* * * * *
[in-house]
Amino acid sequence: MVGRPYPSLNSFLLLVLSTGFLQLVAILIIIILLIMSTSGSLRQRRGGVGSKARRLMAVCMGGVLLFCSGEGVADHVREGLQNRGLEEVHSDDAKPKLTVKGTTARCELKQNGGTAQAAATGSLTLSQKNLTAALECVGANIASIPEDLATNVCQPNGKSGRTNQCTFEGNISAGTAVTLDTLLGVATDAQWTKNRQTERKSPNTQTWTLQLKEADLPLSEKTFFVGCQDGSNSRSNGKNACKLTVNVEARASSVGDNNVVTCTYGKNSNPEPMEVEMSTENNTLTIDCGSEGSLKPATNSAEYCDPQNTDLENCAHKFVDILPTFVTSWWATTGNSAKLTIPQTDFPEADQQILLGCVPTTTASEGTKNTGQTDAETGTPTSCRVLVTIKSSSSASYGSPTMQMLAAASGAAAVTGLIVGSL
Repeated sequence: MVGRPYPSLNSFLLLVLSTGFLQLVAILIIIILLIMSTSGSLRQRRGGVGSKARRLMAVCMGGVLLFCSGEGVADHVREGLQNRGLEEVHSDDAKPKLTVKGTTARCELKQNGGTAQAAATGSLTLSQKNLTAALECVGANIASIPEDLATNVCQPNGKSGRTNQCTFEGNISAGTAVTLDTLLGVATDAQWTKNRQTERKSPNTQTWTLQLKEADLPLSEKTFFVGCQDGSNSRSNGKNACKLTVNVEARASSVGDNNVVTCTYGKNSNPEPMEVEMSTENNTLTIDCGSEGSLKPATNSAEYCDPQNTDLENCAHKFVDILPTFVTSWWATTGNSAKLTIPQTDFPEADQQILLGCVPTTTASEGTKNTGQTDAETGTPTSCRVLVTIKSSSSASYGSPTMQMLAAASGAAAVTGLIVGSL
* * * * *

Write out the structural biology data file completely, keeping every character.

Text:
[in-house]
Amino acid sequence: MVGRPYPSLNSFLLLVLSTGFLQLVAILIIIILLIMSTSGSLRQRRGGVGSKARRLMAVCMGGVLLFCSGEGVADHVREGLQNRGLEEVHSDDAKPKLTVKGTTARCELKQNGGTAQAAATGSLTLSQKNLTAALECVGANIASIPEDLATNVCQPNGKSGRTNQCTFEGNISAGTAVTLDTLLGVATDAQWTKNRQTERKSPNTQTWTLQLKEADLPLSEKTFFVGCQDGSNSRSNGKNACKLTVNVEARASSVGDNNVVTCTYGKNSNPEPMEVEMSTENNTLTIDCGSEGSLKPATNSAEYCDPQNTDLENCAHKFVDILPTFVTSWWATTGNSAKLTIPQTDFPEADQQILLGCVPTTTASEGTKNTGQTDAETGTPTSCRVLVTIKSSSSASYGSPTMQMLAAASGAAAVTGLIVGSL
Repeated sequence: MVGRPYPSLNSFLLLVLSTGFLQLVAILIIIILLIMSTSGSLRQRRGGVGSKARRLMAVCMGGVLLFCSGEGVADHVREGLQNRGLEEVHSDDAKPKLTVKGTTARCELKQNGGTAQAAATGSLTLSQKNLTAALECVGANIASIPEDLATNVCQPNGKSGRTNQCTFEGNISAGTAVTLDTLLGVATDAQWTKNRQTERKSPNTQTWTLQLKEADLPLSEKTFFVGCQDGSNSRSNGKNACKLTVNVEARASSVGDNNVVTCTYGKNSNPEPMEVEMSTENNTLTIDCGSEGSLKPATNSAEYCDPQNTDLENCAHKFVDILPTFVTSWWATTGNSAKLTIPQTDFPEADQQILLGCVPTTTASEGTKNTGQTDAETGTPTSCRVLVTIKSSSSASYGSPTMQMLAAASGAAAVTGLIVGSL